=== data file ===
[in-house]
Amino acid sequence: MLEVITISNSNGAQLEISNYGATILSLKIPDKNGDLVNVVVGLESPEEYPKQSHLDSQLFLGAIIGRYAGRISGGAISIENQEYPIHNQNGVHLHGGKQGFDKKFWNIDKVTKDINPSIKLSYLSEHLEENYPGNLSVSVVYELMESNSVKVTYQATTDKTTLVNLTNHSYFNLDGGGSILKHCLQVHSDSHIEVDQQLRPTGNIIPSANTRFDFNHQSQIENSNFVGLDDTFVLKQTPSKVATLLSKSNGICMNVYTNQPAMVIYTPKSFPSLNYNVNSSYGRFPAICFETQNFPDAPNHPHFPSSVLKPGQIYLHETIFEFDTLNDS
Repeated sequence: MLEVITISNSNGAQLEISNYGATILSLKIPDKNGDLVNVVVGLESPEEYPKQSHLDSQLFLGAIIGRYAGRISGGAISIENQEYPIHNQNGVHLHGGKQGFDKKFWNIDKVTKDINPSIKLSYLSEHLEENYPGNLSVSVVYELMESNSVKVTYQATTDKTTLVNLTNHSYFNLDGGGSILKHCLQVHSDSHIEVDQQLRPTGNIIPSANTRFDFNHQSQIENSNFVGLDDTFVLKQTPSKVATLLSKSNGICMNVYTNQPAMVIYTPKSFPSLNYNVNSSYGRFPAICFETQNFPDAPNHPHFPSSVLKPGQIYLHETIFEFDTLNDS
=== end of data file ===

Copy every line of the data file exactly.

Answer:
[in-house]
Amino acid sequence: MLEVITISNSNGAQLEISNYGATILSLKIPDKNGDLVNVVVGLESPEEYPKQSHLDSQLFLGAIIGRYAGRISGGAISIENQEYPIHNQNGVHLHGGKQGFDKKFWNIDKVTKDINPSIKLSYLSEHLEENYPGNLSVSVVYELMESNSVKVTYQATTDKTTLVNLTNHSYFNLDGGGSILKHCLQVHSDSHIEVDQQLRPTGNIIPSANTRFDFNHQSQIENSNFVGLDDTFVLKQTPSKVATLLSKSNGICMNVYTNQPAMVIYTPKSFPSLNYNVNSSYGRFPAICFETQNFPDAPNHPHFPSSVLKPGQIYLHETIFEFDTLNDS
Repeated sequence: MLEVITISNSNGAQLEISNYGATILSLKIPDKNGDLVNVVVGLESPEEYPKQSHLDSQLFLGAIIGRYAGRISGGAISIENQEYPIHNQNGVHLHGGKQGFDKKFWNIDKVTKDINPSIKLSYLSEHLEENYPGNLSVSVVYELMESNSVKVTYQATTDKTTLVNLTNHSYFNLDGGGSILKHCLQVHSDSHIEVDQQLRPTGNIIPSANTRFDFNHQSQIENSNFVGLDDTFVLKQTPSKVATLLSKSNGICMNVYTNQPAMVIYTPKSFPSLNYNVNSSYGRFPAICFETQNFPDAPNHPHFPSSVLKPGQIYLHETIFEFDTLNDS